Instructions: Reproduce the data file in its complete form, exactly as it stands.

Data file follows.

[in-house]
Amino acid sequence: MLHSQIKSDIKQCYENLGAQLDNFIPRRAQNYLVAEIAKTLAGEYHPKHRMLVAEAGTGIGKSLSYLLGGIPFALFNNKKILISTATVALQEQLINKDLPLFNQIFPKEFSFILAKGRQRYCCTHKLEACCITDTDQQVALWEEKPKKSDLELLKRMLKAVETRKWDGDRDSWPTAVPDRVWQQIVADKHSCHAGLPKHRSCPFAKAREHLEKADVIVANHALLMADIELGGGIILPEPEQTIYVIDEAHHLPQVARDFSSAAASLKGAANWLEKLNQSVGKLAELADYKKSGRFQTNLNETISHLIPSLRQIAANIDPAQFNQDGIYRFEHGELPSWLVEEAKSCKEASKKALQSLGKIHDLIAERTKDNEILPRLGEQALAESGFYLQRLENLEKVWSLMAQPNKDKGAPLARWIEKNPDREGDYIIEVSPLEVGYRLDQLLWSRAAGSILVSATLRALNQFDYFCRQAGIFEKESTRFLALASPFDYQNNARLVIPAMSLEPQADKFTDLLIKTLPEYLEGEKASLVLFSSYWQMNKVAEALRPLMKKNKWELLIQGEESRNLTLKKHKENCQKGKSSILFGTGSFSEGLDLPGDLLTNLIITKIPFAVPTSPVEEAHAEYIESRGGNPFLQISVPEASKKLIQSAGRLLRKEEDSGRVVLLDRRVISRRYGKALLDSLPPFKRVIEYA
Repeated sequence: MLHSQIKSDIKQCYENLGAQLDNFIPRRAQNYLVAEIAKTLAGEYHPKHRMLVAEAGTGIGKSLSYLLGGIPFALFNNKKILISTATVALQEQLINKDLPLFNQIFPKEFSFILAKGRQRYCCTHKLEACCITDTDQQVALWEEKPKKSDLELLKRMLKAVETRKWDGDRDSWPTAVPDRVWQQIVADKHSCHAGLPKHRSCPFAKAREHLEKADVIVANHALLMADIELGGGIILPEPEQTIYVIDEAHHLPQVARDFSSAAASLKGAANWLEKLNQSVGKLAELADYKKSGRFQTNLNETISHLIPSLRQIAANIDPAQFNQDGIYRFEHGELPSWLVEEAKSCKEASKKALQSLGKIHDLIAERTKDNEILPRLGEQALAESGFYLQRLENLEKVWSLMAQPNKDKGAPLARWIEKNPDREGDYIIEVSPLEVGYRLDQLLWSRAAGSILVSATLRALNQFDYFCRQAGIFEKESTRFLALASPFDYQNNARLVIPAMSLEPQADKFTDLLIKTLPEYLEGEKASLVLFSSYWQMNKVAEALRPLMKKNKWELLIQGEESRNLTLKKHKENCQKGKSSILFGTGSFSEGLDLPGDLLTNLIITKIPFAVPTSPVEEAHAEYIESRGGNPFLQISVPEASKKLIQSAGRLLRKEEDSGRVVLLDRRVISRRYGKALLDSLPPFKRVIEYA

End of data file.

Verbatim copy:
[in-house]
Amino acid sequence: MLHSQIKSDIKQCYENLGAQLDNFIPRRAQNYLVAEIAKTLAGEYHPKHRMLVAEAGTGIGKSLSYLLGGIPFALFNNKKILISTATVALQEQLINKDLPLFNQIFPKEFSFILAKGRQRYCCTHKLEACCITDTDQQVALWEEKPKKSDLELLKRMLKAVETRKWDGDRDSWPTAVPDRVWQQIVADKHSCHAGLPKHRSCPFAKAREHLEKADVIVANHALLMADIELGGGIILPEPEQTIYVIDEAHHLPQVARDFSSAAASLKGAANWLEKLNQSVGKLAELADYKKSGRFQTNLNETISHLIPSLRQIAANIDPAQFNQDGIYRFEHGELPSWLVEEAKSCKEASKKALQSLGKIHDLIAERTKDNEILPRLGEQALAESGFYLQRLENLEKVWSLMAQPNKDKGAPLARWIEKNPDREGDYIIEVSPLEVGYRLDQLLWSRAAGSILVSATLRALNQFDYFCRQAGIFEKESTRFLALASPFDYQNNARLVIPAMSLEPQADKFTDLLIKTLPEYLEGEKASLVLFSSYWQMNKVAEALRPLMKKNKWELLIQGEESRNLTLKKHKENCQKGKSSILFGTGSFSEGLDLPGDLLTNLIITKIPFAVPTSPVEEAHAEYIESRGGNPFLQISVPEASKKLIQSAGRLLRKEEDSGRVVLLDRRVISRRYGKALLDSLPPFKRVIEYA
Repeated sequence: MLHSQIKSDIKQCYENLGAQLDNFIPRRAQNYLVAEIAKTLAGEYHPKHRMLVAEAGTGIGKSLSYLLGGIPFALFNNKKILISTATVALQEQLINKDLPLFNQIFPKEFSFILAKGRQRYCCTHKLEACCITDTDQQVALWEEKPKKSDLELLKRMLKAVETRKWDGDRDSWPTAVPDRVWQQIVADKHSCHAGLPKHRSCPFAKAREHLEKADVIVANHALLMADIELGGGIILPEPEQTIYVIDEAHHLPQVARDFSSAAASLKGAANWLEKLNQSVGKLAELADYKKSGRFQTNLNETISHLIPSLRQIAANIDPAQFNQDGIYRFEHGELPSWLVEEAKSCKEASKKALQSLGKIHDLIAERTKDNEILPRLGEQALAESGFYLQRLENLEKVWSLMAQPNKDKGAPLARWIEKNPDREGDYIIEVSPLEVGYRLDQLLWSRAAGSILVSATLRALNQFDYFCRQAGIFEKESTRFLALASPFDYQNNARLVIPAMSLEPQADKFTDLLIKTLPEYLEGEKASLVLFSSYWQMNKVAEALRPLMKKNKWELLIQGEESRNLTLKKHKENCQKGKSSILFGTGSFSEGLDLPGDLLTNLIITKIPFAVPTSPVEEAHAEYIESRGGNPFLQISVPEASKKLIQSAGRLLRKEEDSGRVVLLDRRVISRRYGKALLDSLPPFKRVIEYA